Why does everything Asaduddin Owaisi says become news of the day on Indian news channels?
When RSS chief Mohan Bhagwat said in an interview that Muslims had nothing to fear in India and, “If they wish to stick to their faith, they can…”, the AIMIM leader’s angry retort — “Who is Mohan Bhagwat to give Muslims permission to live in India or follow our faith?” — was immediately ‘Breaking News’. Channels like TV9 Bharatvarsh interviewed him.
When Congress leader Rahul Gandhi declared himself ‘dead’ on 8 January — “Rahul Gandhi is in your mind. I have killed him”, Owaisi’s scathing epitaph, “Then what are you? (Phir tu kya hai?). Djinn hai?” was emblazoned in banner headlines across Hindi and English news channels.
Both comments were frequently telecast along with his photograph or relevant video clips.
His merest observations are broadcast with great fanfare. On 15 January, Owaisi claimed during a speech that Islam had brought democracy to India — it was, promptly, reported on Hindi news channels like News 24.
On 14 January, his tweet about a 45-year-old Muslim man from Moradabad being stripped and beaten on a moving train in Uttar Pradesh found its way onto channels like Zee News.
Also read: The BJP does not want Owaisi, the BJP does not need Owaisi
Owaisi’s special place on TV
Owaisi would be the first to admit that the media, and television news especially, has been more than kind to him. Indeed, his every utterance is given more importance on TV news than that of any other politician, barring PM Narendra Modi and Rahul Gandhi. You can find something he has said on some news channel each day–Uttar Pradesh’s chief minister Yogi Adityanath, West Bengal’s Mamata Banerjee, and all the other CMs put together can seldom match his stardom.
And, he’s the only Muslim politician to enjoy such media visibility.
So, be it his criticism of the proposed demolition of Muslim-owned houses and shops in Haldwani, Uttarakhand—“according to BJP, Muslims only deserve bulldozers”—his views on the Supreme Court ruling on demonetisation, the December 2022 India-China clashes in Tawang, PM Modi’s handshake with Chinese President Xi Jinping at the G20 summit in Bali, BJP’s Nupur Sharma, The Kashmir Files, all these and more can be seen and heard on TV news.
Now this would be perfectly understandable if he were, say, the leader of the main opposition party in the country. But his party, the All India Majlis-E-Ittehadul Muslimeen (AIMIM), boasts of just one Lok Sabha MP: Owaisi himself. Nor does it rule a state, although it enjoys a significant presence in Hyderabad, Telangana, parts of Maharashtra, Bihar, and Uttar Pradesh.
So why is he such a TV celebrity?
Because he’s a man for all seasons and many reasons.
Also read: Hindi news anchors such as Rubika Liyaquat and Sayeed Ansari are like Muslim leaders of BJP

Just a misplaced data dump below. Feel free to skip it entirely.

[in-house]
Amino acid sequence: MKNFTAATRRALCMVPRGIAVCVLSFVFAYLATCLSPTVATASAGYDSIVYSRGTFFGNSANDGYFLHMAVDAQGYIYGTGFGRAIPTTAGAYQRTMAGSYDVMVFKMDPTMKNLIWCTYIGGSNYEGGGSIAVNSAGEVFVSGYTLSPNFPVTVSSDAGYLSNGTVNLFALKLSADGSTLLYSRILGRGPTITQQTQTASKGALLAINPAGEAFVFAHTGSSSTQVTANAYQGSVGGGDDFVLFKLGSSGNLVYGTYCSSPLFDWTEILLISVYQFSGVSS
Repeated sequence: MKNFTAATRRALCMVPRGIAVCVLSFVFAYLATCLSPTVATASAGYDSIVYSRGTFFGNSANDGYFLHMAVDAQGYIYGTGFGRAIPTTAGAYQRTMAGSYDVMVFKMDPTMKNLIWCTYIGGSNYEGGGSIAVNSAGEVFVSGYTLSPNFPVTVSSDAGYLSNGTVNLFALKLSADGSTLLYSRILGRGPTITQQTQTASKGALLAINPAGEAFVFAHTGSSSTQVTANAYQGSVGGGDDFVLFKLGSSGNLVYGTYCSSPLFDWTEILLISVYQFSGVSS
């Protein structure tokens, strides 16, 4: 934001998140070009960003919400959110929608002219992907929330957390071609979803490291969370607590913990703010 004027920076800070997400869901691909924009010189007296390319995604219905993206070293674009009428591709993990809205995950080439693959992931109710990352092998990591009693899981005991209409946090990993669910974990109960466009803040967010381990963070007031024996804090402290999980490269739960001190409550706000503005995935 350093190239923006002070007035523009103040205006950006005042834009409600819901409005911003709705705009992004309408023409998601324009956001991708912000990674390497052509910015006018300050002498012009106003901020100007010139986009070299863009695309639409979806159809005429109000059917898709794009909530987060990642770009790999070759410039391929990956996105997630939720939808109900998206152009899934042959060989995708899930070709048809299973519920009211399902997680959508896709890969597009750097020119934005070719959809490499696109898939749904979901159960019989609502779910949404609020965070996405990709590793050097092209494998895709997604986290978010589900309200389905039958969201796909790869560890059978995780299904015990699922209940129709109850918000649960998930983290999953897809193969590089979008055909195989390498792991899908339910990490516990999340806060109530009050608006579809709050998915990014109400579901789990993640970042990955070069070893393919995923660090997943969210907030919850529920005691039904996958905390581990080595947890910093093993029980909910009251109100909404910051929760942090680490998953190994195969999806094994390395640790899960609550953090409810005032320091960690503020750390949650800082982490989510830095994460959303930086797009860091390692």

‘Voice’ of his community
Foremost, he is Muslim – a Muslim political leader. He is articulate and sophisticated, outspoken and equally pithy in English and Hindi and of course Urdu. To boot, he is a lawyer who has a way with words and is an excellent public speaker. These qualities make him a compelling communicator—not to mention his tall, striking figure and the neatly trimmed beard.
For the news channels, it’s an ideal mix: they treat him as the chief spokesperson of all Muslims and by reporting his views regularly, they can share a Muslim and minority viewpoint on their channels which are, otherwise, dominated by the majority worldview. This is crucial.
Owaisi’s remarks, prominently displayed on the screen, help counter allegations of media bias against the minority community and strengthen its claims to freedom of speech: see, news channels can say, we allow all shades of opinion.
Also, Owaisi’s urbanity sets him apart from other Muslim personalities on TV shows—they are either clerics or Muslim ‘scholars’ who often speak in riddles, at least to the layperson. By contrast, Owaisi is smooth and suave – that makes him a politically correct representative of his community who speaks his mind on all issues related to Muslims — but also on national subjects.
That his opinions are almost always politically incorrect make him the darling of TV news channels and social media. That he is equally caustic about the BJP and Congress and other political parties endears him to their respective supporters. That he can be critical of his community – he condemned the killing of a Hindu tailor in Udaipur, last June, after his social media post supporting BJP’s Nupur Sharma – increases his popularity with all communities. In fact, you are never quite sure what Owaisi may say, when he will declare ‘hamla’ and on whom, as news channels are fond of saying.
He’s a savvy media personality: he constantly delivers speeches, makes comments, and is generous with his interviews and sound bytes. He’s active on Twitter, too — many of his tweets are picked up by news channels which then create a news story out of them.
Result? Everybody is happy: he gets free publicity, the channels a story and viewers a juicy, controversial statement.
The author tweets @shailajabajpai. Views are personal.
(Edited by Prashant)